Site: Ministry of Posts and Telecommunications (MPT)
Space Communications Policy Bureau
1 Chome Chiyoda-ku
Tokyo 100-90, Japan
Date Visited: October 22, 1992
Report Author: J. Pelton
M. Miyahara (NSF Tokyo Office)
MPT is the national governmental agency that defines and funds R&D projects in the space communications area. In this respect it has been the lead agency, in conjunction with NASDA, for CS, CS-2, and CS-3 (1988). There is now a new approach to government-supported development. In 1995, for instance, there will be a need for a new satellite system to replace CS-3. This is being carried out as a private satellite development project rather than a MPT/NASDA project, in the form of the N-STAR satellite system being built by SS/Loral with the major Japanese subcontractor being NEC.
This change is in part a result of a "satellite arrangement" made by a trade committee with the U.S. concerning non-R&D satellites. Under this satellite arrangement, the government of Japan has adopted open, transparent and non-discriminatory policies and procedures for the procurement of non-R&D satellites by or for the use of the government of Japan and related entities (e.g., NTT's N-STAR). The MPT is thus now initiating programs only for R&D. COMETS, which is to be launched in February 1997, is the most significant project under the new satellite arrangement. ETS-VI was started before the satellite arrangement was signed, but does not really involve commercial service in any event. The only remaining activities are small, clearly experimental projects. MPT, in response to written questions submitted in advance of the visit, noted that there were many ways in which the Japanese Government fostered the positive development of space communications (e.g., through tax incentives, low interest loans, etc.). These are discussed more in depth in the policy section of this report (Chapter 1). MPT also described in some detail how the annual Space Development Plan is coordinated with relevant government agencies and ultimately reviewed and approved through the Prime Minister's office. This is described in greater detail in the policy section.
MPT carries out a wide range of R&D activities. The areas discussed included the following:
Fiber Optic Cable Competition with Satellite Communications. MPT intends to keep its options open. Cost equations do not definitively resolve exactly which applications and services are best suited for space vs. terrestrial communications. Nevertheless, at this date, satellites seem to have their greatest strengths in mobile, rural, and broadcasting applications. Some trunking and restoration services seem possible into the future. New satellite applications may prove possible at higher frequencies with effort by the MPT's CRL focussing on 46/43 GHz and 30/20 GHz.
The ETS Series of Experimental Satellites and the Transition to Commercial Programs. ETS-V was launched in August 1987 by H-I rocket; ETS-VI and VII are to be launched in 1994 and 1997, respectively, by H-II rocket. The problems with the H-II launch vehicle have prevented this experimental series from being completed early. The object is to convert under the U.S. satellite arrangement to a commercial satellite project. New experimental projects in optical communications, small satellite systems, DBR or other innovative areas may still be started. The deregulation and restructuring of the Japanese telecommunications industry has already led to more U.S. participation (by LORAL, Hughes and GE). Hughes is even a partner in one of the new common carriers for satellite communications. These are as described below:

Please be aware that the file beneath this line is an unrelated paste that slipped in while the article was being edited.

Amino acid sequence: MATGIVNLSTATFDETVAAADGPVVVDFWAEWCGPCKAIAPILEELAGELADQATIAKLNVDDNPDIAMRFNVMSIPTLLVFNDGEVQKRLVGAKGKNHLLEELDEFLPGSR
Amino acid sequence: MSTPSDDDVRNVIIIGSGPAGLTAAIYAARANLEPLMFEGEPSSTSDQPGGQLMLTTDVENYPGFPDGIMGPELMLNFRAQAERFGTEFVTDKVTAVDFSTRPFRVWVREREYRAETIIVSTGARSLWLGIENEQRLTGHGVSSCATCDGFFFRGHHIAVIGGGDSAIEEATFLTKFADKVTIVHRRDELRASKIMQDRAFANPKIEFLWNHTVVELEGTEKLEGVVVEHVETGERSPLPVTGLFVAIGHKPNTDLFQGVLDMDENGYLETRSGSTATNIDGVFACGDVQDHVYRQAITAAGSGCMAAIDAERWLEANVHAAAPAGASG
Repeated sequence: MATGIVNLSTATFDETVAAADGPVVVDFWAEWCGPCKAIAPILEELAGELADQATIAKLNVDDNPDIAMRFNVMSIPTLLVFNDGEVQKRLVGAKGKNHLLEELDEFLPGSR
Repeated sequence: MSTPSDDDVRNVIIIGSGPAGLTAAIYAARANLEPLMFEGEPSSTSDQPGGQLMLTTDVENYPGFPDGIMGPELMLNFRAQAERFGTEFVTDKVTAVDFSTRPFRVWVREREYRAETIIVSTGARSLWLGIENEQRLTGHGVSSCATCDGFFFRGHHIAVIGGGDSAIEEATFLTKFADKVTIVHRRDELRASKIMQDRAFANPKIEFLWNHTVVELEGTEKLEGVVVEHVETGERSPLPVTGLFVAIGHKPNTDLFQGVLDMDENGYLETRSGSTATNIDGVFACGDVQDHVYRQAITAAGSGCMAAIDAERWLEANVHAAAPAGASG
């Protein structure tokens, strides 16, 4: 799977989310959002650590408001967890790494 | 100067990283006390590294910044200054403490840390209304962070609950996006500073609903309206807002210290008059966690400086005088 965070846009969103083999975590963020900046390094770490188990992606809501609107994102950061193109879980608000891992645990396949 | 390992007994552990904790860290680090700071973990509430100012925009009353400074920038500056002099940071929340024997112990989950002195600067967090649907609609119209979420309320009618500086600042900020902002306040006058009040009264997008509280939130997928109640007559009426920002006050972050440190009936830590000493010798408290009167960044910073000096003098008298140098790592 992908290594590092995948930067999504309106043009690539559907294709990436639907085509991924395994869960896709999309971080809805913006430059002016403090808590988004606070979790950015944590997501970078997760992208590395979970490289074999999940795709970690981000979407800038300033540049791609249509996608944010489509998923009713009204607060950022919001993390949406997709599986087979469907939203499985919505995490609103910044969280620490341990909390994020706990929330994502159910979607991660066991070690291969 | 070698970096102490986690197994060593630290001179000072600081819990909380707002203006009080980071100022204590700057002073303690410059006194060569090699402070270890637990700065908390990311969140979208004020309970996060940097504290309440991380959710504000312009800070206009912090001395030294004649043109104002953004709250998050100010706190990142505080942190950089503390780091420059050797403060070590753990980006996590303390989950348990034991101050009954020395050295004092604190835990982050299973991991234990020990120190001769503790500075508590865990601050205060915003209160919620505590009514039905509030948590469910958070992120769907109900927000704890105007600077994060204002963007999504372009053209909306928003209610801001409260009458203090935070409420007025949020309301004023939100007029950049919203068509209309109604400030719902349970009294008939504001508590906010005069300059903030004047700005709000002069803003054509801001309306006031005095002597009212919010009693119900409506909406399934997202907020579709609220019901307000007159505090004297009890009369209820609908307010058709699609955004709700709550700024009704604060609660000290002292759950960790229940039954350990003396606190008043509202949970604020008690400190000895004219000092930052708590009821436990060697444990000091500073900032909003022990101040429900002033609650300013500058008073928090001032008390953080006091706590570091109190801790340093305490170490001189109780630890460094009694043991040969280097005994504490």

Radio Broadcast Satellites. MPT has a great interest in the feasibility of DBR and has commissioned studies in this area. There are no developmental satellite programs in this area at this time.
Direct Broadcast Satellites. The BS-3a and -3b are the last NASDA R&D and practical use satellites in the direct broadcasting area. Although MPT closely monitors this field, it is considered essentially commercialized. There are some 6.37 million DBS subscribers in Japan as of the end of September 1992. The current status of satellites is as follows:
The feasibility of converting to digital service and thus deriving two television channels per transponder is under active study. In 1997 there will be a need for a new DBS satellite system to replace the BS-3 series. This project will be entirely a private sector enterprise.
The status of home DBS antennas for TV reception was also reviewed. The price of flat plate antennas was discussed. It currently ranges from $1,000 to $1,200 while more conventional parabolic type receivers range from about $400 to $600. The prices of both types of antennas continue to drop.
The trend over the past 10 years has clearly been toward bigger satellites in orbit. There is some doubt as to whether this will be the trend for the next decade. There is some thought that small, cost effective, reliable, high quality satellites could play key roles in the future. Furthermore, LEO and MEO satellites arranged in global constellations could redefine the purpose, capacity, and performance of satellite systems. Certainly the low delay, high elevation angle and small terminals that can be achieved with lower earth orbit systems seem very attractive. The drive to achieve new economies and cost competitiveness with fiber optic cable may be a key driver in the future development of satellite systems. Also, hybrid satellite systems that combine terrestrial and space communications systems in new and innovative ways may be among the keys to the future.